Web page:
The original, and the film that kicked off the horror franchise to some large degree. And what better date to ground a horror film in? Intense jump frights throughout and insane cat-and-mouse gimmicks that have become the standard for most of modern-day masked psycho/madman/killer flicks. Campy but not boring by any stretch of the imagination. You’ll never look at a costumed stranger on Halloween the same way again. And starring scream queen Jamie Lee Curtis. ‘Nuff said. 😉

9. Tales From the Crypt (Freddie Francis) – 1972
“Five people get lost in a crypt and meet up with a strange crypt keeper who tells them stories of how they died.”

The first horror film I ever saw, and the first film anthology as well. A true classic in my personal collection. As a fan and avid collector of comic books, the film’s multiple story convention felt right at home. A creepy horror film that for me is the epitome of the style and pace of films from the 1970s (at least as I remember them). Its English stoic nature might feel a bit outdated for some American horrorheads who’ve grown up on slasher gore, but not for true fans of suspense and macabre, as well as the connoisseur of the classic bleed. Guaranteed.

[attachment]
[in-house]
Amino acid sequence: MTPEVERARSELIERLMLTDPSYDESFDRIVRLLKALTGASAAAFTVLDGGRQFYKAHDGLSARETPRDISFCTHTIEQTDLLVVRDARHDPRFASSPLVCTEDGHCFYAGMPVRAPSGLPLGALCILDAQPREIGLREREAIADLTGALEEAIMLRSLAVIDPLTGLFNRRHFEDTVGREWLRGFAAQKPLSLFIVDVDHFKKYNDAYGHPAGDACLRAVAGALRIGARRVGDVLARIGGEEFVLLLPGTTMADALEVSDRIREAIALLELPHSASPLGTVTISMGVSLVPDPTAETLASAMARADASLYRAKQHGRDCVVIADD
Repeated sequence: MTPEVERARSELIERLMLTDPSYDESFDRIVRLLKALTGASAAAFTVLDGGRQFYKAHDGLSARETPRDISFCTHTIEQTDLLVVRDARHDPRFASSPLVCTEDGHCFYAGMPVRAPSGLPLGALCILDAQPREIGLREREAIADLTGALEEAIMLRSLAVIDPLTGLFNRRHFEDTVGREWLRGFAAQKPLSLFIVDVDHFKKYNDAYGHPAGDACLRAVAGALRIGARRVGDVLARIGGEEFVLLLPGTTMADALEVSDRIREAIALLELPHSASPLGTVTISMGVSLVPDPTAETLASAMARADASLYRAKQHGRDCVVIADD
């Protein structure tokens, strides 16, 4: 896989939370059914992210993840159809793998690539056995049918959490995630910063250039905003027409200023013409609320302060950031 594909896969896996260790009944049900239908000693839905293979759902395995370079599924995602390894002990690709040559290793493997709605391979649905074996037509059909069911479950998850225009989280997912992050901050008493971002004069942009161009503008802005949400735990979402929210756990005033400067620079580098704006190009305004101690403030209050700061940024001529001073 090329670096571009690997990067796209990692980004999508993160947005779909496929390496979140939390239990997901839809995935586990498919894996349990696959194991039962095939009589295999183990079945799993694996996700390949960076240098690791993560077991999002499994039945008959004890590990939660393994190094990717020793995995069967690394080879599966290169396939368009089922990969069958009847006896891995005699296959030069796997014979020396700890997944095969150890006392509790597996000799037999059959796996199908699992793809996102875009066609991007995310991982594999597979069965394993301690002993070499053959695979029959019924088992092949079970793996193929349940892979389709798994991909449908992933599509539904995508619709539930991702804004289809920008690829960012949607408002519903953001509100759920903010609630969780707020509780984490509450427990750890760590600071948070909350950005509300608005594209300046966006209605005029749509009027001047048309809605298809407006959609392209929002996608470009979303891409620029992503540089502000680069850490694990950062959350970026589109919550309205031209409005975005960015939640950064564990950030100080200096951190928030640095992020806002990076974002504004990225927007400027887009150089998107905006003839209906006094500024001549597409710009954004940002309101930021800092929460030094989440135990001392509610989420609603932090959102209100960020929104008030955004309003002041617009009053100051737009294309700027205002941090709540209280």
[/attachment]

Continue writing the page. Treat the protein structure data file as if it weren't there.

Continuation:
10. Insidious (James Wan) – 2010
“A family looks to prevent evil spirits from trapping their comatose child in a realm called The Further.”

I had not intended to see this film but went on the recommendation of filmmaker Franc. Reyes. And I’m glad I headed his nod. This film provided me with a few genuine “tossed popcorn” moments – something I hadn’t experienced since my teens. Deftly helmed to make the most of the quiet moments, this film takes advantage of the bizarre, and also plants the viewer in an unbalanced and otherworldly that continues to provide pleasant surprises to the very end.

Plus 1: Drácula (George Melford) – 1931 
“The ancient vampire Count Dracula arrives in England and begins to prey upon the virtuous young Mina.” 

No, the accent in the film’s title isn’t a mistake. This Spanish language version was shot concurrently with its English counterpart (starring Bela Lugosi) on the same sets during the night after the English crew would wrapped its day schedule. As part of its 75th anniversary, Universal Pictures released a commemorative 2-disc edition that contains both versions. The Universal monsters series are some of the most memorable, and this anomaly is a rare instance. Find it. Watch it. Compre. A favorite in my collection to share with friends.